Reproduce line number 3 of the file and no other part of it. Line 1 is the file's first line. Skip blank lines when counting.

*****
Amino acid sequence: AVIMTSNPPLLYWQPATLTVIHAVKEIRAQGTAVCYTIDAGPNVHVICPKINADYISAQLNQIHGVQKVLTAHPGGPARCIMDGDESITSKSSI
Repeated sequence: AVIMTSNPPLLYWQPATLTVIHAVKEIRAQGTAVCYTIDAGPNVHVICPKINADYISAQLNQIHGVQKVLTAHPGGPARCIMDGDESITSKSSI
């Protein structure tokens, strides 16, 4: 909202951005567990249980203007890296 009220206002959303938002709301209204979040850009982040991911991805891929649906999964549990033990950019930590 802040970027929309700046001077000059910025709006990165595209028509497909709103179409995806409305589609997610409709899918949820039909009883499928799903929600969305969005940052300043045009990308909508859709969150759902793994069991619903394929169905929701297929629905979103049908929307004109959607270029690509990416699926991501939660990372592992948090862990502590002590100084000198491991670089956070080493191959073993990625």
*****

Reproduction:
């Protein structure tokens, strides 16, 4: 909202951005567990249980203007890296 009220206002959303938002709301209204979040850009982040991911991805891929649906999964549990033990950019930590 802040970027929309700046001077000059910025709006990165595209028509497909709103179409995806409305589609997610409709899918949820039909009883499928799903929600969305969005940052300043045009990308909508859709969150759902793994069991619903394929169905929701297929629905979103049908929307004109959607270029690509990416699926991501939660990372592992948090862990502590002590100084000198491991670089956070080493191959073993990625």